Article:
It’s not always easy to predict how someone famous will react to inaccurate information about them. Depending on the topic, they could feel justifiably upset or disproportionately enraged. For Abe Vigoda, he turned a major death hoax about him into a running joke.
Don Vito Corleone was the Godfather of the Italian Mafia, but Abe Vigoda was the Godfather of running jokes about his own false death. Officially, Abe Vigoda passed away in 2016 (many greats died that year). But according to a People article, he died around 1982. Until his actual death, Vigoda never let it go – in a hilarious way.
The late Abe Vigoda could not make it to the festivities
While working in Calgary, Alberta, in 1982, Vigoda missed some important festivities. Police sitcom Barney Miller held a wrap party in Los Angeles, California. People magazine attended and reported on the event. Vigoda recalled about the article’s claims, “Somehow it mentioned in the article that ‘the late Abe Vigoda’ was not [there].” People corrected the use of the word “late,” but already the first death hoax about Abe Vigoda began.
Everyone became convinced that Detective Fish or Sal Tessio had died. At the time the article came out, Vigoda was 60. His persona on Barney Miller can be described as long-suffering but enduring, with a caring but dry way about him. So, looking at that image of Vigoda, readers did not question his passing. Meanwhile, Vigoda actually stayed very active most of his life.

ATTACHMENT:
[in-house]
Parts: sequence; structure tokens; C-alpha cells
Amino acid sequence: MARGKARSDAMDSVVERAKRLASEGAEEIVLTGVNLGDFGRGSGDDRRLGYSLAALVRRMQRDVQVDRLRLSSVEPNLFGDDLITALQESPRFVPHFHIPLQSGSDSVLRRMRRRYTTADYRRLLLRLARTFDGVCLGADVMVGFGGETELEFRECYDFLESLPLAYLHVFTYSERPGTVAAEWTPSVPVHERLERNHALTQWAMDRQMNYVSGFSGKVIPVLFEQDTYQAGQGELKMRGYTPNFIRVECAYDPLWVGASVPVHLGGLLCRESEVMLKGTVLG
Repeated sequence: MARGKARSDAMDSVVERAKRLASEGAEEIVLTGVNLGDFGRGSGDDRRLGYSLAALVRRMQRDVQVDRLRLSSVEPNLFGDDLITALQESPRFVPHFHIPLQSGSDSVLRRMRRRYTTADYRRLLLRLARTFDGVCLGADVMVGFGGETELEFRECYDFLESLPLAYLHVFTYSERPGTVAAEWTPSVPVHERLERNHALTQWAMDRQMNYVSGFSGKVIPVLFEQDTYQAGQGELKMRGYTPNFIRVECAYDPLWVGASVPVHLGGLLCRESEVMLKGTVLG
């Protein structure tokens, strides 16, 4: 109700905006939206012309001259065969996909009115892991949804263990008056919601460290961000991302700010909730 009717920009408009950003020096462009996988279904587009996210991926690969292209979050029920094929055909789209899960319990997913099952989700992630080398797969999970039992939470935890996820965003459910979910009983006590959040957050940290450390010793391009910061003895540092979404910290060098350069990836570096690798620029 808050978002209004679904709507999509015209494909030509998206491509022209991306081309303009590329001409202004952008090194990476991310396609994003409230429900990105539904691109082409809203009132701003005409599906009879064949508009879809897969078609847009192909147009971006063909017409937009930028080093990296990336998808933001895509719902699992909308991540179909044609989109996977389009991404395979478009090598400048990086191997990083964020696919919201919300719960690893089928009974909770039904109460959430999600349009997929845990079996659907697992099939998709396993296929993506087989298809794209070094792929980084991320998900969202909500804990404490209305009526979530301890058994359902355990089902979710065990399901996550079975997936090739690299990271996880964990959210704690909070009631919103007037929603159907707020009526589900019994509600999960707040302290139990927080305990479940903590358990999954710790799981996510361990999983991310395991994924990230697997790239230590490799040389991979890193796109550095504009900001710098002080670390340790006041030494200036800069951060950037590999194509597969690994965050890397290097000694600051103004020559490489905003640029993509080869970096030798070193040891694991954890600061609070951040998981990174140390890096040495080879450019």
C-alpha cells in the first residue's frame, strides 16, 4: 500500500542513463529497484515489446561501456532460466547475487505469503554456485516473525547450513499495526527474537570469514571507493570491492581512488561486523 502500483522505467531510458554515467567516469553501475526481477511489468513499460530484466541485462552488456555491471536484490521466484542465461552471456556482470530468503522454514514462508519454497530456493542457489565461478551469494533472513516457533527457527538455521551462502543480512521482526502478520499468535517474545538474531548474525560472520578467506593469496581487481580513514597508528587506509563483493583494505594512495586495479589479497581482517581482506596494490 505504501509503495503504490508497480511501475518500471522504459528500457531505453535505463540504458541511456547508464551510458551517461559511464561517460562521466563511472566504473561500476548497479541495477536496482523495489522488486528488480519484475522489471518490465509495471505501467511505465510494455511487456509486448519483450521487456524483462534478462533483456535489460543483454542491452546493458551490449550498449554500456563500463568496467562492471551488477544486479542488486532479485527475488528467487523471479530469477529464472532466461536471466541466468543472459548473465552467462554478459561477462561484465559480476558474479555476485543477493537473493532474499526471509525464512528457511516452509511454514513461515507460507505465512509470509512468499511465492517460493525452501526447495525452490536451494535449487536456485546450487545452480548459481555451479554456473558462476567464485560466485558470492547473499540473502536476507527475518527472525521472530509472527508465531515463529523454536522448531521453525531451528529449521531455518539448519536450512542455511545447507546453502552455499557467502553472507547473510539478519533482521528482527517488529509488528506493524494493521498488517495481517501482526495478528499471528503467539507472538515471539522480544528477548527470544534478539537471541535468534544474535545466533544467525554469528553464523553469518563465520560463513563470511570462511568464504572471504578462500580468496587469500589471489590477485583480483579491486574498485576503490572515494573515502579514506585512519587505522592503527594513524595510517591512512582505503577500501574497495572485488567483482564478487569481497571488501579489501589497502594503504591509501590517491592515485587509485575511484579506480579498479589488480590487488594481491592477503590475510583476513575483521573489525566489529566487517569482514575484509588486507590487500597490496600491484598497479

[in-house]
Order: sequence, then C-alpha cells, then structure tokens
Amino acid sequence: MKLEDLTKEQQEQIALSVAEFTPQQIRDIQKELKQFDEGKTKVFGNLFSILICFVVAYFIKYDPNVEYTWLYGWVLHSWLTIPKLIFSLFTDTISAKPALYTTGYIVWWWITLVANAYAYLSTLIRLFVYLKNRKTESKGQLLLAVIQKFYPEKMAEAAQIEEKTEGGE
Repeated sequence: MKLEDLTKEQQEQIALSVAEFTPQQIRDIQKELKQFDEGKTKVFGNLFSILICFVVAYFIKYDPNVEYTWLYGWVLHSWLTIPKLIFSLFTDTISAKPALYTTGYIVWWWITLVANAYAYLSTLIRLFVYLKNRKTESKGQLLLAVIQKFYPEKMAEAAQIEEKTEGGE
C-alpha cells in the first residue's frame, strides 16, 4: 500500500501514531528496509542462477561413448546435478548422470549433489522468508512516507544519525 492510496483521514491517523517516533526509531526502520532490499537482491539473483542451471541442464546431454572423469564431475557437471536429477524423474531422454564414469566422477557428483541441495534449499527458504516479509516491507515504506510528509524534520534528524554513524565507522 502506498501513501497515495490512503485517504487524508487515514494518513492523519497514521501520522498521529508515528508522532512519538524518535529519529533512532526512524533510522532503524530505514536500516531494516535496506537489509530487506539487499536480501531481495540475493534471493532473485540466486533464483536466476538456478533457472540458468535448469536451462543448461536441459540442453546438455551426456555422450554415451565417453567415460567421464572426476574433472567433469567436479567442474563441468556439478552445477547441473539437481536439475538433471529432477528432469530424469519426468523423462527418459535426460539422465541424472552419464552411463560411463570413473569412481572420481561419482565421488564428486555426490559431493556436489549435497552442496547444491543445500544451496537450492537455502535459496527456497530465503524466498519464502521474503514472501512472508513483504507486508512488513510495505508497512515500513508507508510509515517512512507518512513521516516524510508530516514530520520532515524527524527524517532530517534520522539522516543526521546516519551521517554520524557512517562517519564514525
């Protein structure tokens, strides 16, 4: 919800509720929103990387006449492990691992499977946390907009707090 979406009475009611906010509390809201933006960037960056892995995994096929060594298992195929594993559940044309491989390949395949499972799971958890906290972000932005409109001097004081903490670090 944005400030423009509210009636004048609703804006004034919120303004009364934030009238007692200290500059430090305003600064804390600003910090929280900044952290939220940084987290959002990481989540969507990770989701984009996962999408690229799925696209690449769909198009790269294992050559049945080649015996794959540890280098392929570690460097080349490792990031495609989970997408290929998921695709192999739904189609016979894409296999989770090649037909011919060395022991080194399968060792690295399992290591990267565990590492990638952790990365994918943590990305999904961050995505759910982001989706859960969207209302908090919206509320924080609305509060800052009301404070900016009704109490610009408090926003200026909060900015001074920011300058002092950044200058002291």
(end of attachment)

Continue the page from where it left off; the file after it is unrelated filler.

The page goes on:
No one embraced the death hoax as much as Abe Vigoda
— Dwight Silverman (@dsilverman) January 26, 2016
Vigoda took the fake reports about his death with great humor. Reportedly, he posed with Variety for a photo where he sat up in a coffin reading the People article calling him deceased. His entire lifestyle flew in the face of death reports, as well. In fact, his active days helped land him the spot as Fish in Barney Miller, since he arrived for casting a sweaty mess from his routine jog. That whole aura guaranteed him the role, along with his performance.
Vigoda went with the death hoax joke so much, other outlets did too. The web browser Firefox created an extension with the single purpose of telling the user Vigoda’s mortality status. Additionally, the website abevigoda.com went live back in 2001 with a similar purpose. Embracing this joke reportedly cost him “a lot of work.” By the time he did pass, outlets had to specify it was not a joke and, sadly, on Tuesday, January 26, 2016, abevigoda.com made its biggest update in a quarter of a century.